Roy Disney Resigns from his uncle's fallen world.
The Oompa Lompas were all that was left of the original Walt Disney company, namely Roy Disney as a substantial stockholder, until today. Roy Disney has resigned and calls upon Eisner to do the same.
The Drudge Report once again has broken the story before all others:
Read onward for archived text from Drudge's website. It's impossible to link directly to articles due to Drudge's ever-morphing html pages.
I guess he's about as fed up as the rest of us have been for the last decade.
Taken from Matt Drudge's website:
ROY DISNEY RESIGNS; CALLS ON EISNER TO STEP ASIDE
Sun Nov 30 2003 16:32:17 ET
Walt Disney Co. Vice Chairman Roy E. Disney submitted his resignation from the company board on Sunday and called for Disney Chairman and CEO Michael Eisner to step down from his own positions, the WALL STREET JOURNAL is reporting.
Disney, nephew to the late Walt Disney, sent Eisner a three-page letter severely criticizing his leadership during the past seven years:
'It is my sincere belief that it is you who should be leaving and not me,... Accordingly, I once again call for your resignation or retirement.'
WSJ reporter Bruce Orwall writes that in his letter Disney said that Eisner deserved credit for a successful first decade after taking the helm at Disney in 1984. But he then detailed seven areas in which he said Mr. Eisner has failed the company in the past seven years.
The list of complaints included everything from the performance of the struggling ABC broadcast networks and Disney theme parks to Mr. Eisner's reputation for "micro-management of everyone around you."
The resignation comes in advance of a Disney board meeting this week. Mr. Disney's letter seems to indicate that the Disney board's nominating committee had decided to leave his name off the slate of directors to be elected for the coming year. Mr. Disney also indicated that he would also resign from his position as chairman of Disney feature animation.
A Disney spokeswoman initially declined to comment.
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What most of the stories are NOT saying is that Roy is mainly leaving because of his age. Years ago the board unanimously voted in a maximum age, I believe it was 65. In the past, the board voted to override that rule for Roy (now 72). The board indicated it would NOT do it again. Thus, as the old cliche goes, Roy resigned "before he was fired". Two other board members, including Gold, are also not being allowed to have new terms due to age.
That Roy and Gold are using their exits to blast Eisner (no matter how one may feel about Eisner) simply sounds like bitter business execs. It is well known that Eisner and Disney have clashed since the mid-1990s. At a time when Disney had great power on the board (remember, he was the one who got Eisner in at Disney), he could have dealt with Eisner and possibly got him kicked out. Now that Disney has no power, he publicly condemns the studio hoping to shame the board into action.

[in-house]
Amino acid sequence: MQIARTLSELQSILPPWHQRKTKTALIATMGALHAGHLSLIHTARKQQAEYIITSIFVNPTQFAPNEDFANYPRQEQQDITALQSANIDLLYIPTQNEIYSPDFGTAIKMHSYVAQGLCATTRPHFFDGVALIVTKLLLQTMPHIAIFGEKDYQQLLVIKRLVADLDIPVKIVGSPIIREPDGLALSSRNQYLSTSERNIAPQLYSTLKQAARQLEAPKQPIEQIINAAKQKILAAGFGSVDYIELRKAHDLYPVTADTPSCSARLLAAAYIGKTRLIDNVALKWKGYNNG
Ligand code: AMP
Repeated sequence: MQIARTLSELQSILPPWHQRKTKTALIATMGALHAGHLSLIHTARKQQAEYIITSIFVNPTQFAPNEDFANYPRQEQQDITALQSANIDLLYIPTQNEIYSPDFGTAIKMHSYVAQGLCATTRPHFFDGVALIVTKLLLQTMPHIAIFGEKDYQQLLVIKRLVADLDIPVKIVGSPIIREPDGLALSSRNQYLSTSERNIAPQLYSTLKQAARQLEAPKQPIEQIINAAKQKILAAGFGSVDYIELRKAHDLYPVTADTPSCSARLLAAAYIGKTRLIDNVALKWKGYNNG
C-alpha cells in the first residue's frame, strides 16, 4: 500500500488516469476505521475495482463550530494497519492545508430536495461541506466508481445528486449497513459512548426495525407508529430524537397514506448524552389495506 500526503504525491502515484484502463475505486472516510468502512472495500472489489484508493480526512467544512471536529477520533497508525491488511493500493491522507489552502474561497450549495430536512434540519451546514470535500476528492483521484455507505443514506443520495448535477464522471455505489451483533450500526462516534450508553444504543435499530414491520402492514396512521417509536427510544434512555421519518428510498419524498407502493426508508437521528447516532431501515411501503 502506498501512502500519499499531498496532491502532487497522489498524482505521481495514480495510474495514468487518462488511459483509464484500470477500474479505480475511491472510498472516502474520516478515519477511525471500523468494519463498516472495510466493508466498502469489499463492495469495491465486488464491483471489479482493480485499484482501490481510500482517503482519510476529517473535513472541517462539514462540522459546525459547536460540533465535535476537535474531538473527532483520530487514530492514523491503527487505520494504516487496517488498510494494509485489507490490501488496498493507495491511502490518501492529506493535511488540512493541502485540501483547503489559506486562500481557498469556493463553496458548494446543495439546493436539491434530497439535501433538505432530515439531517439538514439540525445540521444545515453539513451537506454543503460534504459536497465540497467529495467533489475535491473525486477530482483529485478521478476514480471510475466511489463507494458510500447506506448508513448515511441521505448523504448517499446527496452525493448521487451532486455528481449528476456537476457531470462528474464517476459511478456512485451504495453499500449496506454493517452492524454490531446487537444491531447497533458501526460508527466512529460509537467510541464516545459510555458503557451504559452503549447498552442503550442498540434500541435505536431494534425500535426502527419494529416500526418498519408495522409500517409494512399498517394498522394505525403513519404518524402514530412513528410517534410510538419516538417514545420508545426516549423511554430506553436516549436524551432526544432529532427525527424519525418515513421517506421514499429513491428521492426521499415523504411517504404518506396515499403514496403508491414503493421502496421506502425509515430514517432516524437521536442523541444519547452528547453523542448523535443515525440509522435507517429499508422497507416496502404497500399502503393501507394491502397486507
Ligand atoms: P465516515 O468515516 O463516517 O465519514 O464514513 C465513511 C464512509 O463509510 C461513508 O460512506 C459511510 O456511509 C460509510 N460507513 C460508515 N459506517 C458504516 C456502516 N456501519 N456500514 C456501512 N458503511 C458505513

Another thing most folks don't always know... It was Disney who continually pushed computer animation at the studio. Those who talked with him always mentioned his love for cgi and how it could/would replace 2D animation. Who knows... if the 2D had not been so profitable in the 90s for Eisner and company, the studio might have dumped their 2d unit years ago.
Well, partially true.. Disney and Gold were excempt due to being managing Directors as opposed to the limit on non-managing directors.
Also while Roy has loudly hailed CGI, he's also been the biggest proponent for 2d animation in the studio, he's done all he could to keep it alive. And he's been quite displeased at the cuts to 2D, and has used that loss in his departure.
Further, both Gold and Disney have said they aren't GONE by any stretch, they are doing this to unshackle themselves from board rules. Much as they both did when Disney quit last time in 1984. That resulted in his job as VP of Feature Animation (which has mostly been a title only recently) and the hiring of Eisner.
This is turning into a full force civil war in the mouse house. And as he's done in the past, Disney is taking huge risks with his position in the company in order to hold his ideals and what he believes to be his uncle's ideals true.
This assumes that Disney is a company in a normal state, my friend... while it's been painfully clear that it's been going downhill - and primarily due to bad management. Which began after Eisner came into the picture. Maybe you think it's a coincidence... but it seems unlikely to me, after all that I heard about Eisner.
Disney constantly pushed innovation, not preached love for a particular technique. He led the 2D animation department for years; he simply was trying to maintain Walt's course of defining new standards - while Eisner's seems all along to be following the lowest common denominator of the market.
While I am not an insider, it seems to me that Disney has been going downhill for years. Who is to blame?
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